‘Act normal, then you are crazy enough’
After at least 5 hilarious moments with international friends about some typical Dutch things I realised we are not as normal as we think we are. Dutch people are known to be relaxed and direct. And of course about the fact that we shamelessly try to save money in every situation. But besides these characterial things we have many other traditions.
To start with our celebrations during the wintertime…
Sint Maarten – At November the 11th we celebrate the event Sint Maarten and thereby the end of autumn. As soon it gets dark children will walk the streets with their self made lampions or pumpkins. During this walk they need to ring the bell of their neighbours and sing a song in front of the door. If you sing the song well you receive some sweeties and repeat this door by door till you collect a bag full of sugar. Kids happy, moms less.
Sinterklaas – At December the 5th Sinterklaas and his helpers (Pieten) visit lots of families in the Netherlands. During this visit they leave a jute sack full with presents for the whole family in front of the door. But they will never show themselves to the children during this visit. Even if you don’t believe in the story anymore you can always celebrate Sinterklaas. Just throw a Sinterklaas-party for your friends with presents, lots of candy and teasing poems for each other.
Elfstedentocht – You may know we are the legends of every ice skating tournament over and over again. We Dutchies love ice skating and practise this for many years. It all started with the ‘Elfstedentocht’ (eleven-cities-tour); a ice skating tour of 200 km. The Elfstedentocht crosses eleven cities in the province Friesland and will be organised every year if the ice is thick enough. The last Elfstedentocht found place in 1997, but every winter many people hope for a follow-up.
Nieuwjaarsduik – At the 1st of January we start our year fresh with a dive in the sea. The sea is way too cold, but it didn’t scare people off to join this strange tradition every year again! Every year the beanies are sponsored by Unox, the supplier of our famous sausages.
To end with some food traditions where many international are making fun of…
Patatje Oorlog – Patatje oorlog literally means fries at war. In practice they’re delicious fries with peanut sauce,mayonnaise and fresh onions. We love it, internationals (mostly) hate it. Still, you should absolutely give a try!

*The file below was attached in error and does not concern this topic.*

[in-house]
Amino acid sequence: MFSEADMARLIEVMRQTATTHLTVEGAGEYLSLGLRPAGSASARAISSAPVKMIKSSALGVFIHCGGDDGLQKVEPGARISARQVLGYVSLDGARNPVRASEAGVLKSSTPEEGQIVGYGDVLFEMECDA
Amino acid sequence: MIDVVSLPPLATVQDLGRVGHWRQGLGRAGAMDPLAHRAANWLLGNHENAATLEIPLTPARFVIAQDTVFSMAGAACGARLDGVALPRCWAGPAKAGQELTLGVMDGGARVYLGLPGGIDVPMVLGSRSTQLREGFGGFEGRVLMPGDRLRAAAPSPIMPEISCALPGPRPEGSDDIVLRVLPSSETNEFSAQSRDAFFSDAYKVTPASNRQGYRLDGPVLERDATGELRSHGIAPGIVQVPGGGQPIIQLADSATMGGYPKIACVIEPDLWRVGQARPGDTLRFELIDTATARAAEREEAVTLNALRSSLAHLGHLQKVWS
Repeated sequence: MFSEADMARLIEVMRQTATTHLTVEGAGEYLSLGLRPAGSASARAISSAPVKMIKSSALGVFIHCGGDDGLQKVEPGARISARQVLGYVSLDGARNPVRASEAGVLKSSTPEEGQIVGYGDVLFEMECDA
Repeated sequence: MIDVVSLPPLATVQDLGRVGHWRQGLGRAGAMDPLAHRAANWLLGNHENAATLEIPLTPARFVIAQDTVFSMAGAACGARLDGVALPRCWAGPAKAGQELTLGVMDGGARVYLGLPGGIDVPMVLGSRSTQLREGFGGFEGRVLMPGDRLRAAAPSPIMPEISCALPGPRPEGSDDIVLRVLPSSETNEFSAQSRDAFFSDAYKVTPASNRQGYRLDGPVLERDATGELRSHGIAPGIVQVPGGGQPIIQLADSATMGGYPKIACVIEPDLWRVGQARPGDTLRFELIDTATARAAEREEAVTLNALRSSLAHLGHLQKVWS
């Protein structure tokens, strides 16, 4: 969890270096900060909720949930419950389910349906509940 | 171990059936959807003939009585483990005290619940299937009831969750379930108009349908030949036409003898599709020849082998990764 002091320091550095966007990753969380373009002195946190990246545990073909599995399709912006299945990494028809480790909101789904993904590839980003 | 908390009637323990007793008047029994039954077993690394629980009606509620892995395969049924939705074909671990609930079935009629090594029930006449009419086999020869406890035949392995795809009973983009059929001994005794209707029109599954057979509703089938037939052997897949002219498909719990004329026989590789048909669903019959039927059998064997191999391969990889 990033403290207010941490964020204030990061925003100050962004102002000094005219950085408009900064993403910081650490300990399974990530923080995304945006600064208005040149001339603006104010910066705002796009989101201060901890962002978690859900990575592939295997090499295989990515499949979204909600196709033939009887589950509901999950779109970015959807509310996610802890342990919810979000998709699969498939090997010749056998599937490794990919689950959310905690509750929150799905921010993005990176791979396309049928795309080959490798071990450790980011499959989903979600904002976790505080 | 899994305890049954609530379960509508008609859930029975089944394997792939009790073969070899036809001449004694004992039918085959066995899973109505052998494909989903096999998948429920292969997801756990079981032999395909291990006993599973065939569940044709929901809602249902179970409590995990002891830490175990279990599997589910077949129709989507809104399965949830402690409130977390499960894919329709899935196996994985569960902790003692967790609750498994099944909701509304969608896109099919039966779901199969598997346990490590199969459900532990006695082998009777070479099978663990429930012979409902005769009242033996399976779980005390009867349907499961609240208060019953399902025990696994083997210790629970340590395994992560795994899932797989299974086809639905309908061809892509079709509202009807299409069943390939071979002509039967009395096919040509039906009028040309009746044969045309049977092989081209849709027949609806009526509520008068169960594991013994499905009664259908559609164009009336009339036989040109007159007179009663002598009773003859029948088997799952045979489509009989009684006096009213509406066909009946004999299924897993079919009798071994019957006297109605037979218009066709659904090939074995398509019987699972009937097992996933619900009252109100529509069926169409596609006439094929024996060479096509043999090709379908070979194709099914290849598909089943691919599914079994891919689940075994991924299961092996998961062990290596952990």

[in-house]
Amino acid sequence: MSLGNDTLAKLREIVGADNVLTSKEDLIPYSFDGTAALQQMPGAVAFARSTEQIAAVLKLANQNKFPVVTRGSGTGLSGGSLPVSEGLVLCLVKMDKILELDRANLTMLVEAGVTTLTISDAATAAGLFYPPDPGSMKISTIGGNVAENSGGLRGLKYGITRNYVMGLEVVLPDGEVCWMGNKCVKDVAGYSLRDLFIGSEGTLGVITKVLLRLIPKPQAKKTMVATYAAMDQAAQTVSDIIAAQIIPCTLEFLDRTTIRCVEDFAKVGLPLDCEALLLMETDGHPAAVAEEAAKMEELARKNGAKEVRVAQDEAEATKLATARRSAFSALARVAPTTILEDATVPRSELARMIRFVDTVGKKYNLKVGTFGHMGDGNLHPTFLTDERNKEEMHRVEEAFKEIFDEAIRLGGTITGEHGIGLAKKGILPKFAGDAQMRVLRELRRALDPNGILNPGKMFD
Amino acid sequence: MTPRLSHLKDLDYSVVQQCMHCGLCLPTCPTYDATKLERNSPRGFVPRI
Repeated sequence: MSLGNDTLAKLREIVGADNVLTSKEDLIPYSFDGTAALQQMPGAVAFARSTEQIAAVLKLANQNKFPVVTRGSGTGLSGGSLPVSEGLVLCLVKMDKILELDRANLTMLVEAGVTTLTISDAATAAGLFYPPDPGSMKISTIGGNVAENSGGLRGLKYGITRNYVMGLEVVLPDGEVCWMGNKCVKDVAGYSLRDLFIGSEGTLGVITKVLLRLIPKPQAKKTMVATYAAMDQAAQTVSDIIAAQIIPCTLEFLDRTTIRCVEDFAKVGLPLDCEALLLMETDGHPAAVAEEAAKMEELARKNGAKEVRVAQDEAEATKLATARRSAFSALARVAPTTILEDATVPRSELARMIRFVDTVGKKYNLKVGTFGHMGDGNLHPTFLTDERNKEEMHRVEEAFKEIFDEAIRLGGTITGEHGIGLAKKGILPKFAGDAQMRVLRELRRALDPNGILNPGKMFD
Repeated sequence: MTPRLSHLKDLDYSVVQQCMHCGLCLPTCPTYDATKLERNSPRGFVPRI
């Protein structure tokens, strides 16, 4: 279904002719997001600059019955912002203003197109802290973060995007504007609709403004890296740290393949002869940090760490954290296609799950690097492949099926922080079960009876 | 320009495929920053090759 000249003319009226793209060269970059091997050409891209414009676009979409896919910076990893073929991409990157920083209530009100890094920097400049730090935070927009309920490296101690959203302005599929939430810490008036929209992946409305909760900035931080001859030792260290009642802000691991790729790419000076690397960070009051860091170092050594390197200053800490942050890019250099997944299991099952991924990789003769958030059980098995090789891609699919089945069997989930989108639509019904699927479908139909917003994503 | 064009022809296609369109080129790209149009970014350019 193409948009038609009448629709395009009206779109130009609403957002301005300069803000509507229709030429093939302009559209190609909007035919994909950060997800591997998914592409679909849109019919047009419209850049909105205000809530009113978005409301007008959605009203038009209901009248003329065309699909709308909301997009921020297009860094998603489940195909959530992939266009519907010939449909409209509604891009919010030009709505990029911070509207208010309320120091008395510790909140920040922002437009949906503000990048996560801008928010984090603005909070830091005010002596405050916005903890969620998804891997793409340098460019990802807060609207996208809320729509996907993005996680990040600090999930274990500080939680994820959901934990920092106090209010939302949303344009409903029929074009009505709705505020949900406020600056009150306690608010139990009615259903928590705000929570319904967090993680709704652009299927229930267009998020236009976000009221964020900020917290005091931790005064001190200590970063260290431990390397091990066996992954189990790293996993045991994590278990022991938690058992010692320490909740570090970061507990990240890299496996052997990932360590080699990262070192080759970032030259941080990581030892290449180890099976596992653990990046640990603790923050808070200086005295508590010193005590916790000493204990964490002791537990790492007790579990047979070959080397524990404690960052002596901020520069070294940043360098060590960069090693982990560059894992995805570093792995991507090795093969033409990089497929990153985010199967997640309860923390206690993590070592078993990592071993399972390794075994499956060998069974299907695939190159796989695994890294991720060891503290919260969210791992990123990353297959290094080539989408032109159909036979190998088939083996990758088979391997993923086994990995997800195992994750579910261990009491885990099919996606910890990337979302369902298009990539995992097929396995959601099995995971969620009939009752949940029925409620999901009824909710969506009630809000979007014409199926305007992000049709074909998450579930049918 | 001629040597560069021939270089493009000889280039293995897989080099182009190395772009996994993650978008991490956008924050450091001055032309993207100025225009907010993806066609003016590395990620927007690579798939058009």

Food from the Wall – Probably you were a bit surprised the first time you noticed a wall filled with snacks behind little windows. The idea is simple: Why wait for food if you can have it directly?! You can get our famous ‘Kroket’ or ‘Frikandel’ in not even 5 seconds! Although not the best quality I’m afraid.
Poffertjes – Poffertjes are the very little version of pancakes made with yeast and buckwheat flour. These tasty treats are prepared using a special pan with several shallow indentations in the bottom to hold the batter and make perfectly puffed small pancakes. Traditionally you eat the Poffertjes with powdered sugar and butter.
Beschuit met Muisjes – When there is a newborn, we celebrate it with a round toast with sugary sprinkles. In Dutch they are ‘muisjes’ which means little mice. Muisjes are made of aniseeds with a colored outer layer. Pink ones for a girl, blue for a boy.
Stamppot – Stamppot is a mash of cooked vegetables and potatoes. Ideally you eat this dish with a smoked sausage or when you are vegetarian a vegetarian sausage. In the middle of the stamppot you create a hole for the gravy.
Oliebollen with New Year – An oliebol is a deep-fried ball made from yeast flour, natural or with raisins. You eat them wrapped in powdered sugar.
Drop – Well known as liquorice. We are the proud founders of this candy and we love it. You can get it in different flavours such as salmiak, salt or sweet. It’s a worth a try and a great souvenir to give your loved ones when you’re heading back home.
These examples are just a short list of all the traditions we have. I’m sure you will find out a lot more by yourself. 🙂